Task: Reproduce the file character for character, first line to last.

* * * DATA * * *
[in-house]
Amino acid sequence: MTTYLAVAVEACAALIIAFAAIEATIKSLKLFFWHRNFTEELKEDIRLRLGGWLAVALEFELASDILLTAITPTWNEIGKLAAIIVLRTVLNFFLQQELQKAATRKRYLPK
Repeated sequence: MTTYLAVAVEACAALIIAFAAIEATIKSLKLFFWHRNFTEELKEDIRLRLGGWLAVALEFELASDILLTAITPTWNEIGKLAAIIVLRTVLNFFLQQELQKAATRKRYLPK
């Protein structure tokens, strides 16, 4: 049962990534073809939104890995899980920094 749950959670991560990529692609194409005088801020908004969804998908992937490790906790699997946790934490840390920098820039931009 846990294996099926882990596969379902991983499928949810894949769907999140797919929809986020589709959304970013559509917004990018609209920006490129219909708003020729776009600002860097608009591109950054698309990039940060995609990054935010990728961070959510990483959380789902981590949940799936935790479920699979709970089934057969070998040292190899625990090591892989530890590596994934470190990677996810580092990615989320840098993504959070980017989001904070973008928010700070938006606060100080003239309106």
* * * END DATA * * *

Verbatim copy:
[in-house]
Amino acid sequence: MTTYLAVAVEACAALIIAFAAIEATIKSLKLFFWHRNFTEELKEDIRLRLGGWLAVALEFELASDILLTAITPTWNEIGKLAAIIVLRTVLNFFLQQELQKAATRKRYLPK
Repeated sequence: MTTYLAVAVEACAALIIAFAAIEATIKSLKLFFWHRNFTEELKEDIRLRLGGWLAVALEFELASDILLTAITPTWNEIGKLAAIIVLRTVLNFFLQQELQKAATRKRYLPK
């Protein structure tokens, strides 16, 4: 049962990534073809939104890995899980920094 749950959670991560990529692609194409005088801020908004969804998908992937490790906790699997946790934490840390920098820039931009 846990294996099926882990596969379902991983499928949810894949769907999140797919929809986020589709959304970013559509917004990018609209920006490129219909708003020729776009600002860097608009591109950054698309990039940060995609990054935010990728961070959510990483959380789902981590949940799936935790479920699979709970089934057969070998040292190899625990090591892989530890590596994934470190990677996810580092990615989320840098993504959070980017989001904070973008928010700070938006606060100080003239309106």